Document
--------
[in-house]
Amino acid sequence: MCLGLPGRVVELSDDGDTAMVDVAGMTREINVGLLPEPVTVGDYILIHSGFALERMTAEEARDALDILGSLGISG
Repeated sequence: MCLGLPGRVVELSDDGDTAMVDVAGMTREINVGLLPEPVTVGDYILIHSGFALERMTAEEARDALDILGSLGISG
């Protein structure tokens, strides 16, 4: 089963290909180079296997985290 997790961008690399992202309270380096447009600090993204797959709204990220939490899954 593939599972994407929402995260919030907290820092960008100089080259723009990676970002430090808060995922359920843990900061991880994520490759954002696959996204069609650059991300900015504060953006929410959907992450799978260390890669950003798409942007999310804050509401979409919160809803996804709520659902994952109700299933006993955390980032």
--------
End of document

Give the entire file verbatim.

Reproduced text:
[in-house]
Amino acid sequence: MCLGLPGRVVELSDDGDTAMVDVAGMTREINVGLLPEPVTVGDYILIHSGFALERMTAEEARDALDILGSLGISG
Repeated sequence: MCLGLPGRVVELSDDGDTAMVDVAGMTREINVGLLPEPVTVGDYILIHSGFALERMTAEEARDALDILGSLGISG
């Protein structure tokens, strides 16, 4: 089963290909180079296997985290 997790961008690399992202309270380096447009600090993204797959709204990220939490899954 593939599972994407929402995260919030907290820092960008100089080259723009990676970002430090808060995922359920843990900061991880994520490759954002696959996204069609650059991300900015504060953006929410959907992450799978260390890669950003798409942007999310804050509401979409919160809803996804709520659902994952109700299933006993955390980032």